Effects On Increasing Minimum Wage Essay

Effects On Increasing Minimum Wage Essay

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Card and Kruger’s paper (1994) examined the effects on increasing minimum wage, specifically in New Jersey and its effects on employment. Previous studies supported Card and Kruger’s hypothesis that there was no adverse impact on employment when the minimum wage was increased. However, economic theory postulates that a rise in minimum wage would lead to a decrease in employment, as employers attempt to decrease new hiring – this prediction was confirmed by earlier studies.
For this particular research, Card and Kruger examined 410 fast food restaurants in New Jersey and Pennsylvania, the latter being the control group. New Jersey was the treatment group, as that city saw an increase in the minimum wage from $4.25 to $5.05 on April 1st, 1992. A comparison of employment, wages, and store prices was done for both states before and after the minimum wage increase to evaluate the impact of the new law. The authors stated the following as five reasons for selecting the fast food industry as the unit of analysis: major employer of low wage workers, comply with minimum wage regulations, homogeneous job requirements and products, convenient sample frame, high response rates to telephone surveys.
Surveys were conducted in two waves, before the wage increase (February to March 1992) – wave 1 and after (November to December 1992) – wave 2. Overall, response rates for both waves of the telephone surveys were high, 87 percent wave 1 and 99.8 percent wave 2. All stores contacted in wave one were contacted in wave 2 (telephone or face to face interviews), however, the stores that were no longer operating were coded as 0 (permanently closed) or missing data (temporarily closed). Data for the following key variables were initially observed: store...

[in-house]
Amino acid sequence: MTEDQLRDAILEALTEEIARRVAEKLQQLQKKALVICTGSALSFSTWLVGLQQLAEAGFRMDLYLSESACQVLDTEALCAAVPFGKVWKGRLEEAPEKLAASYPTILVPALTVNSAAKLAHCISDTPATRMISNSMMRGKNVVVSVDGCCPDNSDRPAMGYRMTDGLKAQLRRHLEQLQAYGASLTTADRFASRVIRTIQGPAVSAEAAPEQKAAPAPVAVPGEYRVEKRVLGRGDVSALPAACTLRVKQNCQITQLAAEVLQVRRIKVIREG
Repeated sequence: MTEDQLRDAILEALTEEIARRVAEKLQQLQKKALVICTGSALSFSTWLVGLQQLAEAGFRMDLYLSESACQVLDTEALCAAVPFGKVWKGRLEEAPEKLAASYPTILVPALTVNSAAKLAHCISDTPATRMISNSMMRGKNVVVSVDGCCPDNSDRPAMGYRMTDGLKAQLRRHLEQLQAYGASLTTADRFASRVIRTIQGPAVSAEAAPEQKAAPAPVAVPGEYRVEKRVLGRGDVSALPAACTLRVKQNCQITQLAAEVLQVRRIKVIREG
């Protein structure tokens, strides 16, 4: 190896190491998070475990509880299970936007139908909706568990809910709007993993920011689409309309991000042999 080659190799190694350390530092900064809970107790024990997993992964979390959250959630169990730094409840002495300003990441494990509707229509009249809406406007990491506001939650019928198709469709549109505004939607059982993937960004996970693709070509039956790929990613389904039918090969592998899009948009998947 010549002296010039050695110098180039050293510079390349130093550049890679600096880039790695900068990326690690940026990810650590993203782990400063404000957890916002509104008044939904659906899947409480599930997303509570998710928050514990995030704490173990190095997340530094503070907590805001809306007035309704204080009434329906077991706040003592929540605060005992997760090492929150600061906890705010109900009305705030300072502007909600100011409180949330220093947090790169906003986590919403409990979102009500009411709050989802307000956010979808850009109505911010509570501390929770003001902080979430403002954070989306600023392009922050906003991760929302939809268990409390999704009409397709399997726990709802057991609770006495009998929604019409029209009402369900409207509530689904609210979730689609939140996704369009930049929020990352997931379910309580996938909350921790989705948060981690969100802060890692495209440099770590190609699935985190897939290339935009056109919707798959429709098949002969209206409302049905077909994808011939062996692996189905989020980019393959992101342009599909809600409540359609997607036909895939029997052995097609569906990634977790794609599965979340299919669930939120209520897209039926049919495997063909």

... middle of paper ...

...fore and after the minimum wage increase (time series). This is an example of a quasi experiment in that there was a control group, Pennsylvania and a treatment group, New Jersey. There was also a somewhat unexpected change, the increase in minimum wages from $4.25 to $5.05, which was large enough to be measured.

Details of Regression Model
As per Adkins and Hill (p. 237)

δ = (Ĉ – Ê) – (B – Â)
(Treatment after – Control after) – (Treatment before – Control before)
(21.02734 – 21.16558) − (20.43941 – 23.33117) = 2.7536
Interaction term δ = 2.7536*
y ii =β1 + β2TREAT1 + β3AFTER1 + δ(TREAT1×AFTER1)+e ii
= 23.23 + 20.44 + 21.03 + 2.75(20.44×21.03) + e ii

* Coefficient (treatment effect) was not statistically significant but demonstrated a positive effect, which was found to be contrary to what the conventional economic model would predict (STATA output).

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